When most people think of service animals, they think of service dogs. These dogs are trained to assist people with physical disabilities and are allowed in public places pursuant to the Americans with Disabilities Act. They must have proper credentials. Only dogs and miniature horses can qualify as service animals under the ADA.
But therapy animals, who help people with issues like PTSD and anxiety, are becoming more and more popular. Therapy animals—not only dogs, but cats, rabbits, roosters, or even snakes—are not covered under the ADA and do not need to be certified. While there are some that have been trained, many are not. This leaves a lot of room for abuse. Unscrupulous pet owners can purchase fake vests and certificates online, and business owners are limited in the questions that they can ask when someone brings an animal into their business: "Is this a service animal?" and "What task is that animal trained to do?"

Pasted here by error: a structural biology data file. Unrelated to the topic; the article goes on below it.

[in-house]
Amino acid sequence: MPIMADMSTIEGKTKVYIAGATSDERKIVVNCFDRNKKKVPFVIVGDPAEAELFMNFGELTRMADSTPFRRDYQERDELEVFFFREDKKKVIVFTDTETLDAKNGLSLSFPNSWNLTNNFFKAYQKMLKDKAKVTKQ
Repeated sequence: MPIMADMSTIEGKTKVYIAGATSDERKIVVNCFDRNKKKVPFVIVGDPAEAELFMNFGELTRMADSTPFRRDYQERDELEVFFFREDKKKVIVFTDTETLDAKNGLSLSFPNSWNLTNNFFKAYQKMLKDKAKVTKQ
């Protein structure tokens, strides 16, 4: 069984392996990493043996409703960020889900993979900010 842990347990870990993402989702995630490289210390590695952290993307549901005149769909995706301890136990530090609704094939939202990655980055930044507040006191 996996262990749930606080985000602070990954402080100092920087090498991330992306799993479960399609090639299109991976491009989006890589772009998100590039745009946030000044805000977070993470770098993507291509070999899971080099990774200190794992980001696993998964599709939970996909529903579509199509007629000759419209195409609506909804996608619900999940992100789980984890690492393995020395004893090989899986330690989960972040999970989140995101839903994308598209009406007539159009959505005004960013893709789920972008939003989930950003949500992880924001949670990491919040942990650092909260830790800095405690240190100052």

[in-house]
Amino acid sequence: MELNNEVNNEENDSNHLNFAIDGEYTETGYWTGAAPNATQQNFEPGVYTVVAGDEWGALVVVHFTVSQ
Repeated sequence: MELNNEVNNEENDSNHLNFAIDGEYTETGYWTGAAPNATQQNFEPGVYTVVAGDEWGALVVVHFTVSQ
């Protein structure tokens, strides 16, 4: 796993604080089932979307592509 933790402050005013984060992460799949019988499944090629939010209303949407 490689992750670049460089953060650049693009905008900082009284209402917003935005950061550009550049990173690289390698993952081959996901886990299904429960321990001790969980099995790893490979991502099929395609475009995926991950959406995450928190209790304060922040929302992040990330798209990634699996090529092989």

Michael D. Bates, "Anger over fake service dogs has people snarling at those with the real thing," Miami Herald, Mary 15, 2016, http://www.miamiherald.com/news/nation-world/national/article77760717.html
Katie LaGrone, "Is the law doing enough to crack down on phony service pets?" WPTV, May 5, 2016, http://www.wptv.com/news/local-news/investigations/is-law-doing-enough-to-crack-down-on-phony-service-pets